Bit­coin’s Mil­len­nial Ap­peal

Ad­vi­sors should un­der­stand how the cryp­tocur­rency at­tracts a gen­er­a­tion that be­lieves in the power of net­works.

Financial Planning - - CONTENT - By James Thorne

The cryp­tocur­rency at­tracts a gen­er­a­tion that be­lieves in the power of net­works.

IT WASN’T BE­CAUSE I THOUGHT IT WAS GOLD. AND I doubted it could kill the dol­lar. So why did I buy bit­coin? The an­swer has more to do with the com­mu­nity than the cur­rency, and may con­tain lessons for ad­vi­sors work­ing with mil­len­nial clients.

My in­tro­duc­tion to bit­coin was a bit un­usual. When I was read­ing “Dig­i­tal Gold,” a book about bit­coin’s ori­gins by Nathaniel Pop­per, I came upon the name of some­one who had at­tended my high school: Erik Voorhees.

The founder of dig­i­tal cur­rency ex­change Shapeshift, Voorhees was also one of the early ad­vo­cates of bit­coin. I called him to see what I could learn.

Voorhees talked about the role of trust in fiat cur­ren­cies, and how the pur­pose of blockchain was to re­place trust net­works. Much of this went over my head. But his en­thu­si­asm stuck with me. I watched news re­ports about how the com­mu­nity nav­i­gated crises and weath­ered hacks. Each time the com­mu­nity found a path for­ward, the cur­rency’s value rose.

If you ad­vise mil­len­nial clients, it’s worth keep­ing in mind that we came of age in an era of ideas that live or die on net­works. Com­pa­nies such as Face­book and Netflix have adopted user growth, rather than just profit, as a key met­ric of suc­cess. From that van­tage point, bit­coin’s vi­brant and grow­ing com­mu­nity is hugely valu­able.

I bought a small amount of bit­coin over the sum­mer with the thought that, if enough tal­ented and ded­i­cated peo­ple want an idea to be­come a re­al­ity, it’s prob­a­bly in­evitable that it will.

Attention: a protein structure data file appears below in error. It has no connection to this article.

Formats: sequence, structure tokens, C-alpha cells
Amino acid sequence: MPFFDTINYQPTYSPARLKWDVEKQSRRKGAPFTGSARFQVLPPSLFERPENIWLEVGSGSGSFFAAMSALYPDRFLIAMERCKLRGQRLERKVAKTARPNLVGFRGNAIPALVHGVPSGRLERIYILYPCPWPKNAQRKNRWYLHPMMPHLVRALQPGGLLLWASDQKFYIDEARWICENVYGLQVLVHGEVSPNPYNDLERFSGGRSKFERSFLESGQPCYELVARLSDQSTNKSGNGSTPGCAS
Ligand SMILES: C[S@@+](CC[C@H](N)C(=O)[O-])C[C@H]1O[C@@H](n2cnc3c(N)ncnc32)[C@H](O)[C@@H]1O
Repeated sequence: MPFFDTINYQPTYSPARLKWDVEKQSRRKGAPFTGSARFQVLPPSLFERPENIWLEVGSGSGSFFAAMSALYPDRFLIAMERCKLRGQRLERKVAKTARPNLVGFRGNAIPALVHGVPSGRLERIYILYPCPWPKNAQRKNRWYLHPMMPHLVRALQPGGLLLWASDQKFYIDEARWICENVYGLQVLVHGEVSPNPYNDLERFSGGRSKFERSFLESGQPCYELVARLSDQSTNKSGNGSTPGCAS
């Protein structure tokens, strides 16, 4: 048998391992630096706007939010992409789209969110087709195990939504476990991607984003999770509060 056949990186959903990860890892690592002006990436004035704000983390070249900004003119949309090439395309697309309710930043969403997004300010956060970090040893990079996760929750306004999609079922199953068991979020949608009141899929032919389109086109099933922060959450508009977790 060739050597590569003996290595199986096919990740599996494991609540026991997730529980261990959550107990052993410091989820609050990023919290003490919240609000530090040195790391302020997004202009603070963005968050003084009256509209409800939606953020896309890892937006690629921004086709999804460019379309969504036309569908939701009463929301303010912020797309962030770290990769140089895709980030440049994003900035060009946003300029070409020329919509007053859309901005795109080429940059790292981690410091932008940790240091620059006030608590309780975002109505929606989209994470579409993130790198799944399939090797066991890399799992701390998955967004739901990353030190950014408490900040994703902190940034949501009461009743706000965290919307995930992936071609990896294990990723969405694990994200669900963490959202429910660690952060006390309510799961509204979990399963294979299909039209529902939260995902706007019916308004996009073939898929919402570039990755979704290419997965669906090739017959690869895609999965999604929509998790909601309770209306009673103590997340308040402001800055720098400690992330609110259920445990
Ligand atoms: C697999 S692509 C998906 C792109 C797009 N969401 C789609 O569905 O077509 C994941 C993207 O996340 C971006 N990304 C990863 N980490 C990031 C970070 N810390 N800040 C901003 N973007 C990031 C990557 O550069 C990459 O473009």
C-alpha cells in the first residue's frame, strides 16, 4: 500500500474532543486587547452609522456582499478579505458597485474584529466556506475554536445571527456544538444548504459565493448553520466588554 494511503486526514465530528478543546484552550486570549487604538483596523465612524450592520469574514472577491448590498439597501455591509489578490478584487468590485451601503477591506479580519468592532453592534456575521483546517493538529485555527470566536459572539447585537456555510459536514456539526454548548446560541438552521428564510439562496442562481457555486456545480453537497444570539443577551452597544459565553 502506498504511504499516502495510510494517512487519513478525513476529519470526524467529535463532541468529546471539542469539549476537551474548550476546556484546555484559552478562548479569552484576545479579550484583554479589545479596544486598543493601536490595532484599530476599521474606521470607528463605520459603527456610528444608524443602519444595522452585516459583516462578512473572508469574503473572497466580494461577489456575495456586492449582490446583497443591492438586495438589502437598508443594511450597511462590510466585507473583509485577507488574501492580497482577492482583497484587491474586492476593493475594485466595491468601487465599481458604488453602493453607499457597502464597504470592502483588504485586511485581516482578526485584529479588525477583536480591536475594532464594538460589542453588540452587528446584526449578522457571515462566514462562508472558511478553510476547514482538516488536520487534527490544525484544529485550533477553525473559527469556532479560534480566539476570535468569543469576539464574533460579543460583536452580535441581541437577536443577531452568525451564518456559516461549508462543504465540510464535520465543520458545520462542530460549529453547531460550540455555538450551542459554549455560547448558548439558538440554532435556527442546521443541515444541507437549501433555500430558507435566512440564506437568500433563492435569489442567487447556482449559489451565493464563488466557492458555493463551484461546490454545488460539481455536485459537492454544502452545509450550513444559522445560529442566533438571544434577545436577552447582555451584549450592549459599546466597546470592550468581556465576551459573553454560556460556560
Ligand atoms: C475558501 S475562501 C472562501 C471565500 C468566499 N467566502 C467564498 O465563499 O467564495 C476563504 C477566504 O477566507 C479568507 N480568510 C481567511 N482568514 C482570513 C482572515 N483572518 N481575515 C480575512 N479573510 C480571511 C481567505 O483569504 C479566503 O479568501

I wasn’t alone. Lead­ing cryp­tocur­rency ex­change Coin­base now has over 10 mil­lion users. I’m also right in the crypto sweet spot, as 43% of mil­len­nial men would pre­fer to own $1,000 worth of bit­coin than govern­ment bonds, ac­cord­ing to a 2017 sur­vey by Har­ris Poll for Blockchain Cap­i­tal.

I didn’t jump for joy when my in­vest­ment dou­bled — then tripled. Like oth­ers, I found the price shocks fright­en­ing. What fi­nan­cial ed­u­ca­tion I had cen­tered on mod­ern port­fo­lio the­ory, and noth­ing about bit­coin seemed to fit into that model.

Still, I couldn’t ig­nore the op­ti­mism the crypto world had for this coin. As a 20-some­thing who can only view my re­tire­ment through a te­le­scope, I can af­ford to be pa­tient. For now, I’ve re­solved to leave my bit­coin stake alone for a decade. I don’t see my small stake in cryp­tocur­ren­cies as an in­vest­ment. Maybe it’s a gam­ble. But I pre­fer to think of it as some­thing else: a few coins thrown into a foun­tain that might some­day bring good luck.

Ad­vi­sors may balk at clients who want to own bit­coin. Rather than fight them right away, ad­vi­sors should lis­ten to their clients’ rea­sons for want­ing to own it. Do they want to ride the wave, or are they con­vinced it has a real fu­ture? Their an­swer could pro­vide in­sight into their mind­set. After en­gag­ing in this dis­cus­sion, you might even de­cide that, if they in­vest in a small crypto stake, it may scratch their itch with­out en­dan­ger­ing their port­fo­lio.

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